The following is an account of the spiritualities and temporalities of this priory, circa 1291Taxatio Spiritualium et Temporalium cleri intra Dioecesim London.-Bib. Harl. No. 60, folio. Spiritualia Prioris Sancte Trinitatis, London. Ecclesia Sancti Bothr ext« Algatex marcs. Capella Sancte Kat«ine, et Sancti Michis in atrio ste Trinitatisxiijs.iiijd. Sm spirituali«vijli.vjs.viijd. Jud decimaxiiijs.viijd. Medietasvijs.iiijd. Temp«alia ejusd«m prioris in Porhijs. Sancte Marie de Wolchurchehawelxxs.iiijd. Sancte Marie del Axxxiijs.ijd. Santi Laurencij in Judaismoiiijs. Sancti Xpoforixvjs. Omniu Sanctor de Berkyngchurchxjs. Sancti Andree de Cornhullxviijs. Sancte Ffidis Virgisxviijs. Sancti Olaui ad Trinics.xd. ob. Sancti Pet« de Cornehullxxs.iiijd. Sancte Marie de Aldermanburyxxxiiijs.ijd. Sancti Petri de Woodestreteiiijs. Sancti Alphegivs.vd. Sancti Bothr ext« Bisshoppgatexxiiijs.viijd. Sancti Michis de Cornehullxxvs.iiijd. Sancti Michis ad Rpamxxs. Sancti Marie Wolnothijs. Omniu Sanctor ad fermxlvijs.iiijd. Sancti Clement de Candelwykstretexijd. Omniu Sanctor de Stanyngchurchviijs.iiijd. Sancti Egidij ex« Crepulgatexxviijs. Sancti Benedicti Fynkiijs. Omniu Sanctor de Fanchurchevjs.viijd. Sancti, Martini de Ludgatevjs. Adhuc temp«alia Priores Sancte Trinitatis. Sancte Margarete Patynsiijs.vjd. Sancte Margarete ad pontexxxiijs.iiijd. Sancti Georgijxvijs. Sancti Swithinixiijs.iiijd. Omniu Sanctor de Colmanchirchlvs.iiijd. ob. Sancti B«ndicti Shorhoggexxijs. Sancti Marie Magdal« in Prs«tarijs.vjd. Sancte Marie de Arcubrxxvs.viijd. Sancti Pancrasij in Londonlxvjs.viijd. Do. Aldermanchirchvjs.viijd. Sancti Vedastivs. Sancti Michis de Pat«nost«chirchxvs. Omniu Sanctor de Grassechirchliijs.xd. Sancti Edmu«di de Grassechirchxxvs.viijd. Sancti Marie de Someseteijs. Sancti Johis de Walbrookxxiiijs. Sancti Trinitatis Pueiijd. Sancti Marie de la Hulliijs. Sancte Ethelburgevijs. Sancti M«rtini i« Candelwykstretexxviijs. Sancti B«n«dicti de Grassechirchxlijs.ijd. Sancti Bothr de Billyngesgatexxxvs.iiijd. Omniu Sanctor ad murosijs.iiijd. ob. Sancti Albani in Woodstretexs. Sancti Martini de Oteswychxxjs. Sancti Nichi Olofvs. Sancti Thome Ap«lixxxs. Sancti Sepulchrixxvs. Sancti Augustini ad porta«ijs. Sancti Jacobi de Garlykbithexvs. Sancti Martini in Vintriaxvs vijd. Sancte Marie de AbchurchIxvijs.ij d. Sancti Martini in Poun«ovjs.viijd. Omniu Sanctor de Honylanexlviijs.iiijd. Sancti Michi«s & Kat«ine infra« Algatexvjli.xijd. Sancti Johi«s Zacharyeljs.iiijd. Sancti Stephani in Judaismoxs.vjd. Sancti Beneda« Woodewharfxijs. Sancti Nichi« Coldabbayxxjs.viijd. Sancti Steph«i in Walbrookxxijd. Sancti Bot«hi ex« Algatexiijli.xs.id. Sancti Andree Hubertxvjs.iiijd. Sancte Mildrede in Bred-stretexvjs. Sancte Marie de Bothawexxiijs.ijd. Sancti Leonardilxxiijs.iiijd. Sancti Sconisijiijs. Sancti Dunstani Estlxiis. Sancti Marie de Colchyrchexiijli.vjs.viijd. Sancti Mich«is de Bassyngshawexxxijs.vjd. Sm« p«ticularcxxili.xvjs.vjd. ob. Jud« Decimaxijli.iijs.vijd. ob. q. Medictavjli.xxjd. Sp«ore Ste. Trinitatis London in Kentyssheton de I«ns« Reddi« & bost« q« tax« adlxxixs.iiijd. Jud Decimavijs.xd. Medietasiijs.xid.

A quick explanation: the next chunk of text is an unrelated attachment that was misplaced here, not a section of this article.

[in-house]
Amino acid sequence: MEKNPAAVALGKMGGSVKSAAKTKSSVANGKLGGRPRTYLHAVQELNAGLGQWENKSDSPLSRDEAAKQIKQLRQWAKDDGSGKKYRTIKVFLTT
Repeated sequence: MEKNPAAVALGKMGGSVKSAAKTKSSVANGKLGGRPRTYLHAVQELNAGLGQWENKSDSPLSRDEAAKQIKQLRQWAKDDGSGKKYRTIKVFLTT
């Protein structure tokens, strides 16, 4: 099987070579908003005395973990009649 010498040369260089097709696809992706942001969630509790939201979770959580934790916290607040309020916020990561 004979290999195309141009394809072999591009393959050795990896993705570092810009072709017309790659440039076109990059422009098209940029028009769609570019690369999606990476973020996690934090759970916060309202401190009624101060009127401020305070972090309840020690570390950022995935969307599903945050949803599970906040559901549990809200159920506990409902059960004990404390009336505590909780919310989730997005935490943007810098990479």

Their common seal represented the blessed Saviour seated on a rainbow, and hating in his left hand a book resting on his knee; his right hand elevated. The legend was SIGILLV. ECL«IE. SCE. TRINITATIS LONDONIE.

The ARMS of this priory were az. the representation of the Trinity ar., being expressed by four plates, two in chief, one in the middle point, and one in base, conjoined to each other by an orle and a pall ar. On the centre plate is the word DEUS, on the dexter-chief plate PATER, on the sinister FILIUS, and on the plate in base the words SANCTUS SPIRITUS; on the three parts of the pall the word EST, and on each part of the orle the words NON EST.

This priory was surrendered February 4, 1531, by Nicholas Hancock, prior, George Grevil, and seventeen more of the convent, who said they did it because their house was much involved in debt, and the revenues and profits sunk, and in effect come to nothing. The valuation is not recorded.

Among the monuments in this church were the following:-- Sir Robert Turke, and dame Alice his wife; sir John Henningham, and dame Isabel his wife. Dame Agnes, wife to sir William Bardolph, and then to sir Thomas Mortimer. She made her will 1403, bequeathing her body to be buried in the conventual church of the Holy Trinity, London. Sir John Dedham, knt.; sir Ambrose Charcam. Dame Margaret, daughter to sir Ralph Cheny, wife to sir John Barkley, to sir Thomas Barnes, and to sir W. Bursire. Baldwine, son to king Stephen; and Matilda, daughter to king Stephen, wife to the earl of Millen. Henry Fitz-Alwine, mayor of London, 1213. Geffrey Mandevile, 1215. Lady Margaret le Seroope, who, in 1431 bequeathed her body to be buried in the church of St. Trinity, of Christ-church, London. She was wife of Roger le Scroope, knight, and daughter of sir Robert Tiptoft. Humphrey de Bohun, earl of Hereford, and constable of England, was buried before the high altar. He died October 15, 1361 Sir Robert Sheffield, knight, ancester of the dukes of Buckingham.